The DCCC’s Jumpstart strategy marks the first time a House campaign committee has publicly helped candidates in contested primaries since Emanuel ran the DCCC in 2006.
House Democrats are taking a calculated risk to help some candidates in contested, open primaries this cycle — despite the potential blowback that could come down the line.
The minority party faces one of the smallest House playing fields in a decade, so the Democratic Congressional Campaign Committee hopes that extra support for its top-tier recruits in primaries will yield the best odds of picking up the relatively few competitive seats attainable in 2014.
“Our mission is to help elect the candidate who can win, so when we see a potential candidate who can [win] when other candidates can’t win, we want to help to do what we can,” DCCC Executive Director Kelly Ward said in a Wednesday phone interview.
The DCCC’s strategy marks the first time a House campaign committee has publicly helped candidates in contested primaries since Chicago Mayor Rahm Emanuel ran the DCCC in 2006. Then an Illinois congressman, Emanuel handpicked his recruits — often angering his party’s base in the process.
This cycle, the DCCC has selected 16 recruits for its new Jumpstart program, which provides financial, communications and strategic support to candidates in top races. The program acts as a seal of approval from the committee that the candidate has the tools and background to win in a specific district, while other candidates may not.
DCCC aides argue Jumpstart is not a formal endorsement of a candidate. But the first crop of Jumpstart candidates have already received fundraising support via a DCCC event in Washington, D.C.
Two of these Jumpstart recruits face formidable primary opponents who were not selected for the program, and another may have a legitimate primary challenger in the coming months.
In California’s 31st District, the DCCC is not-so-quietly backing Redlands Mayor Pete Aguilar, who faces three other Democrats — including a former congressman.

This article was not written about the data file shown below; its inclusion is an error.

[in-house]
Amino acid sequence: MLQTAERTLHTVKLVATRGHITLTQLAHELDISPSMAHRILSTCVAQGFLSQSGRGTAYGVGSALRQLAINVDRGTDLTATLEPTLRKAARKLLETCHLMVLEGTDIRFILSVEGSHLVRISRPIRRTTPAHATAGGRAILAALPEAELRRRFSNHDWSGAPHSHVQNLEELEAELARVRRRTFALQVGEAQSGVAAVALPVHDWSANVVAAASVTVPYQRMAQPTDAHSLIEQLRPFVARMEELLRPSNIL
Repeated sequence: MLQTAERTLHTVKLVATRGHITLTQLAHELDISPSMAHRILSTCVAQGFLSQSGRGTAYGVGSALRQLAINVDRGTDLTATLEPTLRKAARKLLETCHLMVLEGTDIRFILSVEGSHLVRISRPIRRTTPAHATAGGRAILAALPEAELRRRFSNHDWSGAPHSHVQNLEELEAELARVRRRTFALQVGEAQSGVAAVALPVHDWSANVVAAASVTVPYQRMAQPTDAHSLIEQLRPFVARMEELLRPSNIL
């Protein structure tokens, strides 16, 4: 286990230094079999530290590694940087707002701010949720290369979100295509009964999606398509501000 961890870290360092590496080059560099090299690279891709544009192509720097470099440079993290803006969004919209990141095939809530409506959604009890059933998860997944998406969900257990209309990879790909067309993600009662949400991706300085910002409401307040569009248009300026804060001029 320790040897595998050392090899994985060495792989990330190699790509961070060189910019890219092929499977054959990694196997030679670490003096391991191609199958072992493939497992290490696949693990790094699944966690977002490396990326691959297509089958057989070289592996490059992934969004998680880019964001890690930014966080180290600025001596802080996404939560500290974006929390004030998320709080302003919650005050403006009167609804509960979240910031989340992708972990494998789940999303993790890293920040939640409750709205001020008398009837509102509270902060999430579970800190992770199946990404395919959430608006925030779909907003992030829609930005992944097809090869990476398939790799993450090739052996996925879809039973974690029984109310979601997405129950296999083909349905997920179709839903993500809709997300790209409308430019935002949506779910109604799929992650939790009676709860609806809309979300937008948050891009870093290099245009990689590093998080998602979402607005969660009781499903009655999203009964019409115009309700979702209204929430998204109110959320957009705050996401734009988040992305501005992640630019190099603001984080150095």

Former Rep. Joe Baca, attorney Eloise Gomez Reyes, who has the support of EMILY’s List, and local school board official Danny Tillman are running for this Democratic-leaning seat held by GOP Rep. Gary G. Miller.
Last cycle, a crowded primary paved the way for Miller and another Republican to proceed to the general election under California’s new top-two primary system.
Similarly in Pennsylvania, the DCCC is touting veteran Kevin Strouse in the competitive 8th District held by GOP Rep. Michael G. Fitzpatrick. Strouse faces small-business owner Shaughnessy Naughton, whose campaign dismissed the DCCC’s support for her opponent.
“We’re not trying to win the race in Washington, D.C., but to win it in Bucks County,” said Jason McGrath, who is doing the polling for Naughton’s race.
Hillary Rodham Clinton, center, along with former Secretary of State Madeleine Albright, right, and Annette Tilleman-Dick, left, wife for former Rep. Tom Lanots, D-Calif. Clinton was honored with the Tom Lantos Human Rights Prize during a ceremony last week at the Cannon House Office Building. Previous winners include the Dalai Lama and Elie Wiesel.
Each year since 1990, CQ Roll Call has reviewed the financial disclosures of all 541 senators, representatives and delegates to determine the 50 richest members of Congress. This year's report, derived from forms covering the calendar year 2012, shows it took a net worth of $6.67 million to crack the exclusive club.